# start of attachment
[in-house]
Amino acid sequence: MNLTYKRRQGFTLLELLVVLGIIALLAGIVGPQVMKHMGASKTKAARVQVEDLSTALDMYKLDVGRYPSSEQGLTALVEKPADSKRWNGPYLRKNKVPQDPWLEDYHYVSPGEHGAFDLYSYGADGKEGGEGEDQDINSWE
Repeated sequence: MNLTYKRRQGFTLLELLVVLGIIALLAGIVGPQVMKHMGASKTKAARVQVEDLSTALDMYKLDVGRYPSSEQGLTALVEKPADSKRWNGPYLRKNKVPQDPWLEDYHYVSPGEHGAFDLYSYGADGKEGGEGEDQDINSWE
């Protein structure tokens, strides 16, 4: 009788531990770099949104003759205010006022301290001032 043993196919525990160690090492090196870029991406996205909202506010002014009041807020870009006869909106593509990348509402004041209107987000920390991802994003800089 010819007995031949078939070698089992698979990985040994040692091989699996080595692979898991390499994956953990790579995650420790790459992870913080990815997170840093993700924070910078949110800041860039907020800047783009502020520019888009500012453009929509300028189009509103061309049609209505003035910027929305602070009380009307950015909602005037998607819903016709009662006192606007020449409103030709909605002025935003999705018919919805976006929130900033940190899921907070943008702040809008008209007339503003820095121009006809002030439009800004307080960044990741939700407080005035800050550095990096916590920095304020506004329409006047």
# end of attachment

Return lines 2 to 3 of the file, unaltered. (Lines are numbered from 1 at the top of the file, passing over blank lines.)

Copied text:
Amino acid sequence: MNLTYKRRQGFTLLELLVVLGIIALLAGIVGPQVMKHMGASKTKAARVQVEDLSTALDMYKLDVGRYPSSEQGLTALVEKPADSKRWNGPYLRKNKVPQDPWLEDYHYVSPGEHGAFDLYSYGADGKEGGEGEDQDINSWE
Repeated sequence: MNLTYKRRQGFTLLELLVVLGIIALLAGIVGPQVMKHMGASKTKAARVQVEDLSTALDMYKLDVGRYPSSEQGLTALVEKPADSKRWNGPYLRKNKVPQDPWLEDYHYVSPGEHGAFDLYSYGADGKEGGEGEDQDINSWE